Small market: curse or opportunity?
In my opinion, frequent mistake for founders is aim for very big market immediately. While prominent tech figures champion approach "go big or fail", I argue that each startup has some growth stages which it needs to complete before it can proceed to the another step.
Your goal should be to become monopoly, as otherwise it is a very tough space to be as startup and become 10x better than other existing solutions. Therefore, initially you should define your market as narrow as possible - the strategy which may sound counterintuitive.
For example, our product CityNow.org - real estate map - quickly became a leading platform to find new construction home in Vilnius. The market is restrained, since 30% of transactions are in new primary market (new construction) and 80% in Lithuanian sales in its capital, Vilnius. Such strategy allowed us to win and we can now expand to other markets.
So many startups tried to compete with major listing real estate portal and failed, since they were doing exactly the same thing for same large market.
When you are a monopoly, good things start to happen - word of mouth, referals, negotiating and pricing power. My advice to all other founders would be to redefine and narrow your market until you become a monopoly and stay here as long as possible. Good luck :)
Hi qooritos! How to train your creativity muscle?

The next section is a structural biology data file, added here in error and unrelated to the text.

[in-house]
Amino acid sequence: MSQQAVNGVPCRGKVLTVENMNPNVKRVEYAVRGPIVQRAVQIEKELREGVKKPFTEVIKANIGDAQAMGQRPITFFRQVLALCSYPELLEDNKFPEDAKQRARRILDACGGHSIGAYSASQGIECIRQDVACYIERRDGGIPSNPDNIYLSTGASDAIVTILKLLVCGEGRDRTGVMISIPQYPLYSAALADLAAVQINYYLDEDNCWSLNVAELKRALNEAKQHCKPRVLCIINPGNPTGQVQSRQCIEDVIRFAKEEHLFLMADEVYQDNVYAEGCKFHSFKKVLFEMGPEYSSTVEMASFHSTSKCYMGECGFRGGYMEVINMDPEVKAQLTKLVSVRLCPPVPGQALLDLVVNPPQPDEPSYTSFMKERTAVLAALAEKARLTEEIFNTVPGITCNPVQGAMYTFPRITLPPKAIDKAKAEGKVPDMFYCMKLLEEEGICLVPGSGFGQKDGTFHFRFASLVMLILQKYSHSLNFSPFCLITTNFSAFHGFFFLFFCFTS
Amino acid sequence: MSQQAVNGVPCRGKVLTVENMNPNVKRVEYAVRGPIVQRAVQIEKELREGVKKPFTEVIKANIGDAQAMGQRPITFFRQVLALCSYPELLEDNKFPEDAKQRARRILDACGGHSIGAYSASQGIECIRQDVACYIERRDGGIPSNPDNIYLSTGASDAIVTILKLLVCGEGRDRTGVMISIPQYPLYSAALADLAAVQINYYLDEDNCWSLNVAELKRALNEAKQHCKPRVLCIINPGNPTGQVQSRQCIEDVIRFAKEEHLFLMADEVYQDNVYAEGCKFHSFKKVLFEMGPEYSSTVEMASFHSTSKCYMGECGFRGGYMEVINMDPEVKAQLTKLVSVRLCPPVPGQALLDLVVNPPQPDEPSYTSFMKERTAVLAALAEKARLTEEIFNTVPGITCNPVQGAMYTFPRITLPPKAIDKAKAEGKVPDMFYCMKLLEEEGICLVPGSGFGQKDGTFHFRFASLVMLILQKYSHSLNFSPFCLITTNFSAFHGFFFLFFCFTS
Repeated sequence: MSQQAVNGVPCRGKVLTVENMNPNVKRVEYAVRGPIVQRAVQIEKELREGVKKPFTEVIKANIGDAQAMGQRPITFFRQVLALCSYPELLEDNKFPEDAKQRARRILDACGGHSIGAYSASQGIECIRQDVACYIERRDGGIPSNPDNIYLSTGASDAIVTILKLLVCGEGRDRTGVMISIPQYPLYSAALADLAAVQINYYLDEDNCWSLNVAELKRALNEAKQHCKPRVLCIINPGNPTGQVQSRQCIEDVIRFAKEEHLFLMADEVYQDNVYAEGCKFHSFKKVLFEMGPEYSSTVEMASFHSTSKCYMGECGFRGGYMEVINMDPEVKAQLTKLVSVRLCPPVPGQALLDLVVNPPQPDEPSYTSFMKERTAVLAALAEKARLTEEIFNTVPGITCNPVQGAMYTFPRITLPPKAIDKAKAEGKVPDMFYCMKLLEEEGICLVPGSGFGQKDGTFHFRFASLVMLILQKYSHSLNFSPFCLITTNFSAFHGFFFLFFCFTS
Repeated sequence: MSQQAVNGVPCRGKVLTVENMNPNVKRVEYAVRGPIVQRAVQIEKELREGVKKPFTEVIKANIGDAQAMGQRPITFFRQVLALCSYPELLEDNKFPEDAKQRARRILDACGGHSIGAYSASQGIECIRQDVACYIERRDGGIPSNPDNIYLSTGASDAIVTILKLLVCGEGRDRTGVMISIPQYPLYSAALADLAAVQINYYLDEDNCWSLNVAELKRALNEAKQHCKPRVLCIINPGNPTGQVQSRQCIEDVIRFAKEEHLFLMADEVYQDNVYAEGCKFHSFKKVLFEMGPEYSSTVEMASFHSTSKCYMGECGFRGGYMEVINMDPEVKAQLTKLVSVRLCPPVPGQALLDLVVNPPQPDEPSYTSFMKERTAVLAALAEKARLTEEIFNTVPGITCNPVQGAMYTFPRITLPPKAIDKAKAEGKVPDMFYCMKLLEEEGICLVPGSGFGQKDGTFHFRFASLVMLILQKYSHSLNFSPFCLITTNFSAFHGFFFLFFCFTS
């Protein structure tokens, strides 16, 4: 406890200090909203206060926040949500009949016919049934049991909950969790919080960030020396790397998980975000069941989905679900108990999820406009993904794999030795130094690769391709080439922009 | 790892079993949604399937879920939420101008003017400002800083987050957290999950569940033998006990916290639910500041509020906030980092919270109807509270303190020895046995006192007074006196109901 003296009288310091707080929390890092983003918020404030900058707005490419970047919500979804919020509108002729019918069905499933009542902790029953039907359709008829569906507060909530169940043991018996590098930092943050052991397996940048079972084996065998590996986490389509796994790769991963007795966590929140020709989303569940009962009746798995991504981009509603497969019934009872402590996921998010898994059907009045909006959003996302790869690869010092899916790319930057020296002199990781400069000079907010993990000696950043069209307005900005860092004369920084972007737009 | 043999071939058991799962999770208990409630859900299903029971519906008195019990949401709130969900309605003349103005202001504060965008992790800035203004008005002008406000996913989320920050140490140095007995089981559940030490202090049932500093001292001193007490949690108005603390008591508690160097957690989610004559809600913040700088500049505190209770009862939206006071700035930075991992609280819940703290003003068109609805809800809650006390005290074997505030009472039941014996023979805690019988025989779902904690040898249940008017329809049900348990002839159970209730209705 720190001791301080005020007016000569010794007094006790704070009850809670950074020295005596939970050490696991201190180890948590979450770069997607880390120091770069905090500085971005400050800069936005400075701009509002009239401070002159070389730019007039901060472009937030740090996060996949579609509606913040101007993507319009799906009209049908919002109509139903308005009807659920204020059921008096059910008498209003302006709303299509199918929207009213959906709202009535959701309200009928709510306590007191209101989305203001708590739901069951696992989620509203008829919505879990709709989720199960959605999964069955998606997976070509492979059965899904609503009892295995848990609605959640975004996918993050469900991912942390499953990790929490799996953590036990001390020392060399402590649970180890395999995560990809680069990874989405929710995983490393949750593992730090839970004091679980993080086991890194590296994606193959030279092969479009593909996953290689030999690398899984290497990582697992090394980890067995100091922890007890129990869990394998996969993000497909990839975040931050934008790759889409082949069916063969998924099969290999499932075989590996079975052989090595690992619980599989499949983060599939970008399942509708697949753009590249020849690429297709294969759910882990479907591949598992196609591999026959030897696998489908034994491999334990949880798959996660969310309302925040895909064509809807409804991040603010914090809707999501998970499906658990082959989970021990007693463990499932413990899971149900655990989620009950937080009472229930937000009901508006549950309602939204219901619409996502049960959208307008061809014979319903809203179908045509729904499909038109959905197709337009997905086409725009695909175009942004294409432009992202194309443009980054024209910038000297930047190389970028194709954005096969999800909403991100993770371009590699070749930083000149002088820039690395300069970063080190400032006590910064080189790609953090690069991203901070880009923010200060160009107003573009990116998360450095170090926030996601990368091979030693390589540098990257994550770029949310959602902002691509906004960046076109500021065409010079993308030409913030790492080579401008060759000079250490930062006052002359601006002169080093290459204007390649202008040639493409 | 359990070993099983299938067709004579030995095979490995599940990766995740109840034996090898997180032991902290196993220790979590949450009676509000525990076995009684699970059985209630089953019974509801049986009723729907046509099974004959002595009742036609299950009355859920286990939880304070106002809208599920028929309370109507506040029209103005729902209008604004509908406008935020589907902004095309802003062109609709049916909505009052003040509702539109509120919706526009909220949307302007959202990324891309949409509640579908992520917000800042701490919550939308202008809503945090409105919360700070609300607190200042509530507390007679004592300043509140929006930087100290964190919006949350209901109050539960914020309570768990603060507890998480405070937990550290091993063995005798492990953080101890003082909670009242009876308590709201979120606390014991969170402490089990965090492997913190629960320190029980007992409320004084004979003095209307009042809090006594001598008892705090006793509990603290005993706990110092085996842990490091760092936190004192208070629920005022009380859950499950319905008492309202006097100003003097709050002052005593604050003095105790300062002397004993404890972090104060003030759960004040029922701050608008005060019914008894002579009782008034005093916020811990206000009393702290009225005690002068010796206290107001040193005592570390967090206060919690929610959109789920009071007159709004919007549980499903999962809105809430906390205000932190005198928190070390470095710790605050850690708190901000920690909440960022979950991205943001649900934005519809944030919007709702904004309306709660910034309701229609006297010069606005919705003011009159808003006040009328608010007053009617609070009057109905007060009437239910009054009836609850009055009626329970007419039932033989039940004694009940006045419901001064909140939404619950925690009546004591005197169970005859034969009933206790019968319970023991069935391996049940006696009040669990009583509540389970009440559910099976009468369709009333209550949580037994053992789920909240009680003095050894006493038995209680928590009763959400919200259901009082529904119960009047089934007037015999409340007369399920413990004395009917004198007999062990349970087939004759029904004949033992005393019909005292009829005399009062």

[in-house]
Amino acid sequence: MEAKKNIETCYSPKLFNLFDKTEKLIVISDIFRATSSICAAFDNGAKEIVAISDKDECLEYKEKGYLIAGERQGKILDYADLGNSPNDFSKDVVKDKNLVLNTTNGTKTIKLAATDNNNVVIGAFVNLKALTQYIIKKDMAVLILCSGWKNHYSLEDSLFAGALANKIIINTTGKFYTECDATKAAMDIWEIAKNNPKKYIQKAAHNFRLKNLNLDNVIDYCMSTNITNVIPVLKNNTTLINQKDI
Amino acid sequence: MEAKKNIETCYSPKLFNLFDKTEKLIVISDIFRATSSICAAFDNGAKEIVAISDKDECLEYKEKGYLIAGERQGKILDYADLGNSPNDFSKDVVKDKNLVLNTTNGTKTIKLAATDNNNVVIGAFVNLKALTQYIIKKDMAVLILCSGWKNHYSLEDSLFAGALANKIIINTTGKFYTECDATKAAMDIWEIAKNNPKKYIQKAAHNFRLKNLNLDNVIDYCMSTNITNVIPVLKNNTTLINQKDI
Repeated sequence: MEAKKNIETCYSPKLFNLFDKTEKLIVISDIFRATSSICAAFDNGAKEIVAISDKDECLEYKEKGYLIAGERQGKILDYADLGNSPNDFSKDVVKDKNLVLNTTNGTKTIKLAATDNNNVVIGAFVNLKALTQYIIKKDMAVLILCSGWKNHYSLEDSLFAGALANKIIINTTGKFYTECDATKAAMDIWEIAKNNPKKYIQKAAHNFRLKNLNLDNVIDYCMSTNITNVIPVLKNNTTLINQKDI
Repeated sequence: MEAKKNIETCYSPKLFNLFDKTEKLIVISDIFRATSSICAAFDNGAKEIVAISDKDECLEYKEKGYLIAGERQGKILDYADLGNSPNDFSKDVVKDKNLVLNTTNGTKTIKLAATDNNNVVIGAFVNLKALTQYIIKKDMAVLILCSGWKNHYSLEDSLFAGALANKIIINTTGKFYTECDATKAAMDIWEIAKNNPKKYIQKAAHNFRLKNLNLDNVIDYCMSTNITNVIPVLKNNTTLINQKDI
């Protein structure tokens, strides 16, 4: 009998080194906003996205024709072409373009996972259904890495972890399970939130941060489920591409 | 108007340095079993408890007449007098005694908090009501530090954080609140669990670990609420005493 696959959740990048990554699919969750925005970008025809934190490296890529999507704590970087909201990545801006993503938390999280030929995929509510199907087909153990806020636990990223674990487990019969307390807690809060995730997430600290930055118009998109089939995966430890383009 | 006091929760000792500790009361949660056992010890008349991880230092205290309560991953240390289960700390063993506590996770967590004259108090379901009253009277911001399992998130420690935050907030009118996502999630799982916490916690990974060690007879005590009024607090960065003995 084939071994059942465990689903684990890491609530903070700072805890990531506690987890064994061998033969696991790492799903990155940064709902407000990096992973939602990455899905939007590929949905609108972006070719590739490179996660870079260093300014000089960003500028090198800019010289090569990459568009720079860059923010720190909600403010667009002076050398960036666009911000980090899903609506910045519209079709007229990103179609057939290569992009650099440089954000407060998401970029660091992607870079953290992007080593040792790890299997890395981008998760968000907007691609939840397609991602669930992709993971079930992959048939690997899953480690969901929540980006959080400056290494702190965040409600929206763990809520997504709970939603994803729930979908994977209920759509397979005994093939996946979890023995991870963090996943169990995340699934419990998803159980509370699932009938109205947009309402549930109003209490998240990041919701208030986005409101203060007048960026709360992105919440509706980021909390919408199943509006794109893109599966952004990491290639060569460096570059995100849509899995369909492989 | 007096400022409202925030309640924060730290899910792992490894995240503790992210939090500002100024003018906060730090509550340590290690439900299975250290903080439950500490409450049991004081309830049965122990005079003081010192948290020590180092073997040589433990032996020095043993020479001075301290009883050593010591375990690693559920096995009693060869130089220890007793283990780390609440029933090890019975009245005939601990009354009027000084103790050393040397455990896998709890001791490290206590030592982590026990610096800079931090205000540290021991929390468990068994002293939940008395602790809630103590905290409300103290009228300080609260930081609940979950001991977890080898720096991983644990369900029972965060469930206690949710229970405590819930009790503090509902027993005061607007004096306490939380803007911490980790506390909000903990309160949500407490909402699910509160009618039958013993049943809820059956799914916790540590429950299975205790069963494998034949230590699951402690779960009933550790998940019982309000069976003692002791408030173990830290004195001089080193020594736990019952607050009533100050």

A vital part of today’s startup is content marketing. Not only you show that you an industry expert with interesting insights, but over time can share long term vision and it becomes easier to lead others. Unfortunately, you cannot get lots of help from copywriters, since they will be telling their version of future, not yours. So how to keep those content ideas coming? Sharing what works for me.
First, always be for lookout for some interesting ideas: whether its a chat with friend, colleague, or news article. The world is full of ideas and as an expert you will naturally react to it. As CEO, you will get privillege of exposure of even more ideas: feedback from customers, employees, industry experts. Some ideas resonate with you, some are b*#&! - either reaction is great. Mark all of them down on the paper so you don’t forget. You will likely discard 90% of the ideas as not newsworthy, but thats ok!
Train you creativity muscle. My friend shared the story of Onion writer, who had to produce 25 content sketches per week. No excuses. Initially it sounds hard or almost impossible, but after few weeks it becomes as normal as brushing your teeth. The awesome side-effect is that this creativity spills into product as well. As long as you can filter out crappy ideas in objective way - you are good!
Finally, some ideas expire. My product and industry (CityNow - real estate interactive map and news outlet) is changing rapidly. Sometimes I look into sketches of content which I started a month ago, and don’t get excited anymore to write about it or the news are no longer relevant to the audience. It feels like fishing - the fun and productive part is 1% of the time spent. But maybe tomorrow you will get inspiration for your best PR idea?
Ready to train your muscle? Write us ([email protected]) your 5 ideas, how you would improve CityNow product and help us. Also let me know what you would like to hear about and lets make it interactive :) Cheers